Annotate this Case
Download PDF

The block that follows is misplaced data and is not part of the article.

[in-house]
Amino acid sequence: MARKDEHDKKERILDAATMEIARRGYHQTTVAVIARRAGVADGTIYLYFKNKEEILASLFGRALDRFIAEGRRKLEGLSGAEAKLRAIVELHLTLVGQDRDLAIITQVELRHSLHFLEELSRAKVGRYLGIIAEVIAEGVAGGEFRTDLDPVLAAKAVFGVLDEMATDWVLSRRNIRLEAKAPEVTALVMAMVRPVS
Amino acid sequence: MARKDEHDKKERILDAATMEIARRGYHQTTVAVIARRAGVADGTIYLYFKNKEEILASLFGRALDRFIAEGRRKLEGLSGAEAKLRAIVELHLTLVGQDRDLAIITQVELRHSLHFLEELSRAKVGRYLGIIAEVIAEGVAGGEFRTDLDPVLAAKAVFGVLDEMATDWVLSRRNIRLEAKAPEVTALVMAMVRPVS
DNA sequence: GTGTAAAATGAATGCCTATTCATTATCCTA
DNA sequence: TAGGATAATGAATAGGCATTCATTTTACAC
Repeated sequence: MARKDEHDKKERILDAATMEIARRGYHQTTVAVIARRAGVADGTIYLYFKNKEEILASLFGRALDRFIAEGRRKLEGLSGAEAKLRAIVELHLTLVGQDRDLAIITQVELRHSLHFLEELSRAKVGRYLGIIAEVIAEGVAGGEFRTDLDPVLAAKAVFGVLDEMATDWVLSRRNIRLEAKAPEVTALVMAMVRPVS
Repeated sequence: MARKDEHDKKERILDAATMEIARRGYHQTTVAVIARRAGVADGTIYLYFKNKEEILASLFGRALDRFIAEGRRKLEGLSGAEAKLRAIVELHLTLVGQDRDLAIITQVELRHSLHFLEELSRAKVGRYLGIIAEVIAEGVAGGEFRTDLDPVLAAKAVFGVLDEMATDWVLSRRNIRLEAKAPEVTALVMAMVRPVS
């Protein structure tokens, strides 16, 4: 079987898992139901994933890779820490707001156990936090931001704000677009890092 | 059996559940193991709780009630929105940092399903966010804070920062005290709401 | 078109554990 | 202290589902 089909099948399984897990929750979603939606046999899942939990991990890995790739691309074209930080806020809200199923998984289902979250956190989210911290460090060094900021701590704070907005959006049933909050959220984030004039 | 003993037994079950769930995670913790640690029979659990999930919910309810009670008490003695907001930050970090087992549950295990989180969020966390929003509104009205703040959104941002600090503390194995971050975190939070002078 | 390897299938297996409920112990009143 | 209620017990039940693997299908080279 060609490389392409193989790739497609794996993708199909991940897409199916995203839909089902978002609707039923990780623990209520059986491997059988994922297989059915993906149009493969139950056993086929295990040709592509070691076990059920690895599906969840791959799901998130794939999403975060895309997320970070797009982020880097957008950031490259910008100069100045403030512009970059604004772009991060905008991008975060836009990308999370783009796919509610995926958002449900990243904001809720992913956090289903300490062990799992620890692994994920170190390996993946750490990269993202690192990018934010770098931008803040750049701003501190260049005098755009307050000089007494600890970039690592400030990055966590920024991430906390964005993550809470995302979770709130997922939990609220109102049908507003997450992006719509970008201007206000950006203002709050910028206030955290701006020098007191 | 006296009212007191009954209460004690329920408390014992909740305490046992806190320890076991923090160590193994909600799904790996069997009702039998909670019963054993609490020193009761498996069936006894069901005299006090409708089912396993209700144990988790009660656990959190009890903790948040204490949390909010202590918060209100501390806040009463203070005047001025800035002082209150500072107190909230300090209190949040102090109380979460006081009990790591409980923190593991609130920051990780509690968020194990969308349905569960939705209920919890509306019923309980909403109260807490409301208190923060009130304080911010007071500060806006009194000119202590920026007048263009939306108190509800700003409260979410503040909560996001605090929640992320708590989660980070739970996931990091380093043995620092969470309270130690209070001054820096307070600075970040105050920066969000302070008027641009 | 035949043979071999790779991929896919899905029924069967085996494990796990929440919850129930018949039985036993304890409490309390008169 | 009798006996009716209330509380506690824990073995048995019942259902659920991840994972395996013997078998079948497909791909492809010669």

DISTRICT COURT OF APPEAL OF THE STATE OF FLORIDA FOURTH DISTRICT JOHN P. KELLAR, Appellant, v. ESTATE OF JOHN W. KELLAR, Appellee. No. 4D17-3019 [October 24, 2018] Appeal from the Circuit Court for the Seventeenth Judicial Circuit, Broward County; Mark A. Speiser, Judge; L.T. Case No. PRC 140003001. Henny L. Shomar and Douglas H. Reynolds of Tripp Scott, P.A., Fort Lauderdale, for appellant. Scott A. Weiss, Fort Lauderdale, for appellee. GERBER, C.J. The decedent’s son appeals from the circuit court’s order granting the decedent’s wife’s petition for administration in part and denying the son’s counterpetition for administration, and from the circuit court’s order denying the son’s motion for rehearing. We affirm both orders. The wife presented competent substantial evidence to raise the rebuttable presumption that the son exerted undue influence over the decedent to procure the decedent’s revocation of his will favoring the wife, and that upon the burden of proof shifting to the son, the son failed to establish, by a preponderance of the evidence, the nonexistence of undue influence. See RBC Ministries v. Tompkins, 974 So. 2d 569, 572 (Fla. 2d DCA 2008) (“[O]nce a will contestant establishes the existence of the basis for the rebuttable presumption of undue influence, the burden of proof shifts to the proponent of the will to establish by a preponderance of the evidence the nonexistence of undue influence.”). In reaching our conclusion, we acknowledge that the circuit court, in rendering its final order, made three erroneous factual findings regarding: whether the son drove the decedent to meet with the son’s lawyer; the timing of when the guardian removed the decedent from the home in relation to a domestic disturbance between the wife and the decedent; and whether the son was a beneficiary of the decedent’s earlier wills. However, viewing these few erroneous factual findings within the perspective of the circuit court’s lengthy factual findings, we conclude that the erroneous factual findings were inconsequential to the circuit court’s ultimate finding that the son failed to establish, by a preponderance of the evidence, the nonexistence of undue influence. Thus, the erroneous factual findings were harmless. We also acknowledge that the circuit court, as an alternative basis for its orders, erroneously concluded the decedent’s prenuptial agreement precluded the decedent from revoking his will favoring the wife. See Lindeburg v. Lindeburg, 162 So. 2d 1, 2-3 (Fla. 3d DCA 1964) (“In a contract to make a will, the promisor has the right to change his will . . . the right being enforced against the promisor is the contract right, and not the will, in the case of the breached contract to make a will . . . .”) (footnotes omitted). However, that error is harmless given our affirmance of the circuit court’s finding that the son failed to establish, by a preponderance of the evidence, the nonexistence of undue influence. We conclude without further discussion that the son’s other arguments on appeal, not addressed in this opinion, lack merit. In sum, as our sister court stated in Estate of Brock, 692 So. 2d 907 (Fla. 1st DCA 1996): It is axiomatic that the trial court’s resolution of conflicting evidence will not be disturbed by a reviewing court in the absence of a clear showing of error, or that the conclusions reached are erroneous. In reviewing the trial court’s findings, they must be given the benefit of all reasonable inferences that may be drawn from the evidence. Further, we are prohibited from reevaluating the evidence and substituting our judgment for that of the finder of the facts. Id. at 913 (internal citations omitted). Affirmed. LEVINE and KLINGENSMITH, JJ., concur. * * * Not final until disposition of timely filed motion for rehearing. 2